Loss of Legs Is Huge Adjustment for Fourth Ward Trauma Survivor
Crystal Perez remembers merging onto the Interstate 45 entrance ramp, but not the series of unfortunate events that left her without legs.
Her next memory is waking up in the intensive care unit of Harris Health System’s Ben Taub Hospital. She was later told that when she got on the freeway, she was struck by a speeding car that spun her several times and left her car facing the wrong direction. Disoriented, she got out of her car and was struck by another vehicle that carried her across all lanes of traffic.
She was the only person injured and her injuries were life‐threatening.
More than a year after her accident, Perez and other trauma survivors—some suffering from motor vehicle accidents, work‐related injuries and incidents of violent crime—will attend Harris Health’s Trauma Survivors Celebration on May 23. The event reunites doctors, nurses, rehabilitation staff and first‐responders with survivors who were treated in the system’s Level 1 Trauma Center of Ben Taub Hospital or the Level 3 Trauma Center at Lyndon B. Johnson Hospital.
The annual event is a way to celebrate survivor stories of perseverance amid devastating medical obstacles.
Following her accident, she was rushed to the hospital where trauma surgeons decided to amputate her badly mangled legs to save her life. First, it was below her knees, but days later, surgeons had to amputate more of her legs above the knees.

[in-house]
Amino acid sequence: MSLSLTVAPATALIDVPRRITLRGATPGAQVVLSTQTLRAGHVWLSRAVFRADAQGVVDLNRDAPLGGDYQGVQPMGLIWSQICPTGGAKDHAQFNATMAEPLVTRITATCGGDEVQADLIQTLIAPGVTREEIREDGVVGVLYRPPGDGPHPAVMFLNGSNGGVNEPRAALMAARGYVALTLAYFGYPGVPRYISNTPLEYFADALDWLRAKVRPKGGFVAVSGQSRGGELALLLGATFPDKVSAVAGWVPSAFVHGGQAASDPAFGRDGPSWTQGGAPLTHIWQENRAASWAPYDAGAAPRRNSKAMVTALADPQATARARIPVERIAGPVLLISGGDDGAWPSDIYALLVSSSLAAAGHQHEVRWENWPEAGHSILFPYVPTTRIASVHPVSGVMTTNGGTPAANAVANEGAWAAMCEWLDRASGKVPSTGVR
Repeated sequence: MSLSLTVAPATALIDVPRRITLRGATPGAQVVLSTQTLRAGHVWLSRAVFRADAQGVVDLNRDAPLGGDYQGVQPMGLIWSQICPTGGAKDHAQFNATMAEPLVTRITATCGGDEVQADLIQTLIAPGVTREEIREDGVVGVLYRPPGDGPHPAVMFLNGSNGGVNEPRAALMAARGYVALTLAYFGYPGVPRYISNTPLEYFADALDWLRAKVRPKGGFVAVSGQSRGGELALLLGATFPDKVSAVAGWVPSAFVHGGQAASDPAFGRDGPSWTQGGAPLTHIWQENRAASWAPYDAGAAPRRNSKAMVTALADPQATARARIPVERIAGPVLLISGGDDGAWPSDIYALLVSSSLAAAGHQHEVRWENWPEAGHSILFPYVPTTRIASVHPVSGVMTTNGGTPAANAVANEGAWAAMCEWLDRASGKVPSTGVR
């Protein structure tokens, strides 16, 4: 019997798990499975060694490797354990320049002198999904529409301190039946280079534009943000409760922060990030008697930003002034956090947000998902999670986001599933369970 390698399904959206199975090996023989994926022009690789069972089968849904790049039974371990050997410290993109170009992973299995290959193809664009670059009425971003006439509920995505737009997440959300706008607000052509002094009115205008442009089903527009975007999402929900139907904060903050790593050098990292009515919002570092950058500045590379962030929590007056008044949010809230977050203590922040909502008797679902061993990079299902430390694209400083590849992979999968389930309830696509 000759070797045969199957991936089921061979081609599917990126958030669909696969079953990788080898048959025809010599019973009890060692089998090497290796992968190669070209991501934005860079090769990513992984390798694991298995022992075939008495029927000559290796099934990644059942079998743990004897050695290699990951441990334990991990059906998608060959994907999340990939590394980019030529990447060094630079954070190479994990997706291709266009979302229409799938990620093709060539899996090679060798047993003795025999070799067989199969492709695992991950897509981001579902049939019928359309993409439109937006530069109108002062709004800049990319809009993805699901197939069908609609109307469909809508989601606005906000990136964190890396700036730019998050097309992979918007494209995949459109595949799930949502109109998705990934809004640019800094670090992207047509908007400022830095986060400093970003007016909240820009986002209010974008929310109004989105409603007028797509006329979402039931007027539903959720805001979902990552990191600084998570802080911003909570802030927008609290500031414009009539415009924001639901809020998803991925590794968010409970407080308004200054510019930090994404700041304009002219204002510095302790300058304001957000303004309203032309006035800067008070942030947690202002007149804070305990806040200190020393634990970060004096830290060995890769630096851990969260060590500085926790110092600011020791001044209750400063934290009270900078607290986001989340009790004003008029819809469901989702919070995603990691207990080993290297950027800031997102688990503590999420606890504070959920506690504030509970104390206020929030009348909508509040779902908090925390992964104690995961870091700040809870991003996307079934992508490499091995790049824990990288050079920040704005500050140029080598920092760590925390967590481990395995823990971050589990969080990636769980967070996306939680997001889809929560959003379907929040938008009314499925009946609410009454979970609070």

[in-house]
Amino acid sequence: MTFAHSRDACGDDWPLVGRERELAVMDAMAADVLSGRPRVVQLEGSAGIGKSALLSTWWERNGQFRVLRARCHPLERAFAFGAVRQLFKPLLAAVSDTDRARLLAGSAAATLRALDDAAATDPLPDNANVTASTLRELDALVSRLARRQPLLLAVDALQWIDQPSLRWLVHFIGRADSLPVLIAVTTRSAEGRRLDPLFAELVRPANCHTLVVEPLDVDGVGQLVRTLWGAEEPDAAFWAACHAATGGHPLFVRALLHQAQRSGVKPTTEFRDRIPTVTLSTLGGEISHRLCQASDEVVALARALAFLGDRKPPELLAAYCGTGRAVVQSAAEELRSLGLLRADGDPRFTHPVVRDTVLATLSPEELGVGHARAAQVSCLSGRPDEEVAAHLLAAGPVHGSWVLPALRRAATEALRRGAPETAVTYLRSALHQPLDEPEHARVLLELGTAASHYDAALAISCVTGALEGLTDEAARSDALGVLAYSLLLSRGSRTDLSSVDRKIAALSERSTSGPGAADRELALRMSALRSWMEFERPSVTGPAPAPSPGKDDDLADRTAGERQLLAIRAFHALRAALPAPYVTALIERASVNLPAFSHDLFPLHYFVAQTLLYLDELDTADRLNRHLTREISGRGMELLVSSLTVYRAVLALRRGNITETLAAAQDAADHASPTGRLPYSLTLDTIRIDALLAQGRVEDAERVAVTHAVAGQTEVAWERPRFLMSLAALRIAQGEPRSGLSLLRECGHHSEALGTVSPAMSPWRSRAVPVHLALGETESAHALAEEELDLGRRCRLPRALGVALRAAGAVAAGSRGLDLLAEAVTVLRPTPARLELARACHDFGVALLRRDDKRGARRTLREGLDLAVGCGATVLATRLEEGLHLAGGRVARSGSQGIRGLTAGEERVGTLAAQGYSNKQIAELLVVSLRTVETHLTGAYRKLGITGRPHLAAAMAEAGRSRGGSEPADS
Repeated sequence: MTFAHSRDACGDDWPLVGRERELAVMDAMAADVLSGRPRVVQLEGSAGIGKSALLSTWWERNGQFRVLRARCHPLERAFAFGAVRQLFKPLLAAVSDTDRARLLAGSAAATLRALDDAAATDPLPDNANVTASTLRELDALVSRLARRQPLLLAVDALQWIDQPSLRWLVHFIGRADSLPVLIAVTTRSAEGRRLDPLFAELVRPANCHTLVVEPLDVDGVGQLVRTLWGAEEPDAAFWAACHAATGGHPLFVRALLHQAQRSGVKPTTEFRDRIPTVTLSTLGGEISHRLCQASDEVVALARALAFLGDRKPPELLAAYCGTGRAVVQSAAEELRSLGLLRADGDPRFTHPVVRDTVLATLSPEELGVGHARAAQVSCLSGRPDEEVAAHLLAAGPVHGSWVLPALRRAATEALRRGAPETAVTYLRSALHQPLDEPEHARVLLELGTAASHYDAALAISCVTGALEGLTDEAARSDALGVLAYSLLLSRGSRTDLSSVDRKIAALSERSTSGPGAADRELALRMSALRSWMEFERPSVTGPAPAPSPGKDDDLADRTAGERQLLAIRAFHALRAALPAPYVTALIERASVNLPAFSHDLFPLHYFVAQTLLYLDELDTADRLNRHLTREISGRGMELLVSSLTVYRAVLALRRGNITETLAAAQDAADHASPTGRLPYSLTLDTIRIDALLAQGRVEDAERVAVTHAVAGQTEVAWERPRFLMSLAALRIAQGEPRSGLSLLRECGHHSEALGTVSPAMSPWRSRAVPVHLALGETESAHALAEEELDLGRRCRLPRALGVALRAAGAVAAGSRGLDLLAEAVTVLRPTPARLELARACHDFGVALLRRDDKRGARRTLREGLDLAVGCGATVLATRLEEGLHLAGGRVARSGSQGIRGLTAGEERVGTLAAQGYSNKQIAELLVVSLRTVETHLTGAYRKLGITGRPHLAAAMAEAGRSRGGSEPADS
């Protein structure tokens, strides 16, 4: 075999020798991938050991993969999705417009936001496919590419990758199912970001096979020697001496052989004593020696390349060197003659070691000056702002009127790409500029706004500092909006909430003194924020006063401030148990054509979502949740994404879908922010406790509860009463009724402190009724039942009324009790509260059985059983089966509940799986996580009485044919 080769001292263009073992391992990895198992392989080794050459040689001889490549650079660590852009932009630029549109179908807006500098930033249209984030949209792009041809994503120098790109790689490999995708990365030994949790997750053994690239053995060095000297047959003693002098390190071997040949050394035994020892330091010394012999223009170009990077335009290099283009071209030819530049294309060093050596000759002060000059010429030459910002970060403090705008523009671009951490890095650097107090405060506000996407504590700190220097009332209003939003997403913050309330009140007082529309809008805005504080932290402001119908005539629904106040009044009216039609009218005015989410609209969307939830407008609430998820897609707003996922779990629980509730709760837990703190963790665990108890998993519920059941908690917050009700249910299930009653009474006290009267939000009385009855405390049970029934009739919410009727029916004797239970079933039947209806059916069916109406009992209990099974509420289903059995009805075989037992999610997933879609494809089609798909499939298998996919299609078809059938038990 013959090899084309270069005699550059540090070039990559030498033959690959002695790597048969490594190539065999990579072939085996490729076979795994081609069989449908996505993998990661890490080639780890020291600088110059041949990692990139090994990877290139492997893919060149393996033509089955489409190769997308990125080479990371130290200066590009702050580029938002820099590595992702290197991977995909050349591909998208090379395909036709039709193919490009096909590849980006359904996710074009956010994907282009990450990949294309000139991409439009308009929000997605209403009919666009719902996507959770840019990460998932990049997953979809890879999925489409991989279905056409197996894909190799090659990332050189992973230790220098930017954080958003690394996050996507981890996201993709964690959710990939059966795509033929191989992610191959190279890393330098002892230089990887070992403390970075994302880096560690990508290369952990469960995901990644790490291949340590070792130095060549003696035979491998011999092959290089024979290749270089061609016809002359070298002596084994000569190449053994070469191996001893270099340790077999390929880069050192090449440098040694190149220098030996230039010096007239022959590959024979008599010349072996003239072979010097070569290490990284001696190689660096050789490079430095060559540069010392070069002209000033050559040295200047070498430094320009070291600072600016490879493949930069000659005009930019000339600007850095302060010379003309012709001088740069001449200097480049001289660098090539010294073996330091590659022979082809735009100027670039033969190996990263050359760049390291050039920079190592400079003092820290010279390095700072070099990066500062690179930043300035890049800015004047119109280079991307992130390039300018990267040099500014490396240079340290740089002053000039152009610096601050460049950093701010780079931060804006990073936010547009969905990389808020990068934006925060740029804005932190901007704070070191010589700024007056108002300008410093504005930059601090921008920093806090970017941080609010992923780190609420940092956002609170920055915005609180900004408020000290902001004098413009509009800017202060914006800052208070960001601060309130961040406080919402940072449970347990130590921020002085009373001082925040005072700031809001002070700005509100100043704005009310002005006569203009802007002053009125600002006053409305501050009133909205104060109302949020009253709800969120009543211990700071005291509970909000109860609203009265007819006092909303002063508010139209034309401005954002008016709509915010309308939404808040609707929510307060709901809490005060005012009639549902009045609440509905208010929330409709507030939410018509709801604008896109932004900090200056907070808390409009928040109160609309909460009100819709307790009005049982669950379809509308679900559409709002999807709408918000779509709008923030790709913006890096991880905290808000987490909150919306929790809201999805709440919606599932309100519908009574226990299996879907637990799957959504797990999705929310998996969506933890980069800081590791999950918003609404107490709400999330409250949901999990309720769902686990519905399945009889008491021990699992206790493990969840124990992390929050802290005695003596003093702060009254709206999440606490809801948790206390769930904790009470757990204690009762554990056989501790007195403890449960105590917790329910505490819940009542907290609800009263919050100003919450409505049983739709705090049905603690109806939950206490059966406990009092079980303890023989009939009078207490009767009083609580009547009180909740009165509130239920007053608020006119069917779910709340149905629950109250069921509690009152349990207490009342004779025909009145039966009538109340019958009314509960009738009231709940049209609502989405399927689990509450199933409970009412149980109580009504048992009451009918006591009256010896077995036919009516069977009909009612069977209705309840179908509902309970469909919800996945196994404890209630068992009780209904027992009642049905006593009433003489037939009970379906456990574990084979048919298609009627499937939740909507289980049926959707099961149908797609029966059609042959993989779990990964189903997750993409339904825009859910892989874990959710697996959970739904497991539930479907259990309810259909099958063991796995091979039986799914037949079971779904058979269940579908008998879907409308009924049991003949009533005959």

Perez, 32, has few memories of her first month in the hospital. Over her two‐month stay, she had eight surgeries and became disheartened.
“There were so many surgeries,” she remembers. “I had been so independent and my family wondered how I would learn to rely on others.”
Following her hospital stay, she spent another month at Harris Health’s Quentin Mease Hospital, the system’s nationally recognized rehabilitation facility. There she learned new skills for daily living and began the journey to reclaim her independence.
“Quentin Mease gets 20 stars,” she says. “At first, I didn’t want to be there. Then I was afraid to go home. How would I care for myself? They taught me how.”
Aside from her family, Perez relies heavily on her two sons, 12 and 13. She also uses public transportation to get her around.
“Life is a reality check, but I have hope and so many plans,” she says. “I want prosthetic legs. I want to finish my education and find a new career. I want the independent life I had before.”
She tries to keep life normal for her sons, and believes they benefit from her positive attitude.
“Still, they remind me that sometimes they just want time to chill,” Perez says. “I have bad days, but I get my mind off the negative and think of ways to help myself. I can do anything other people can do, I just have to do it a different way.”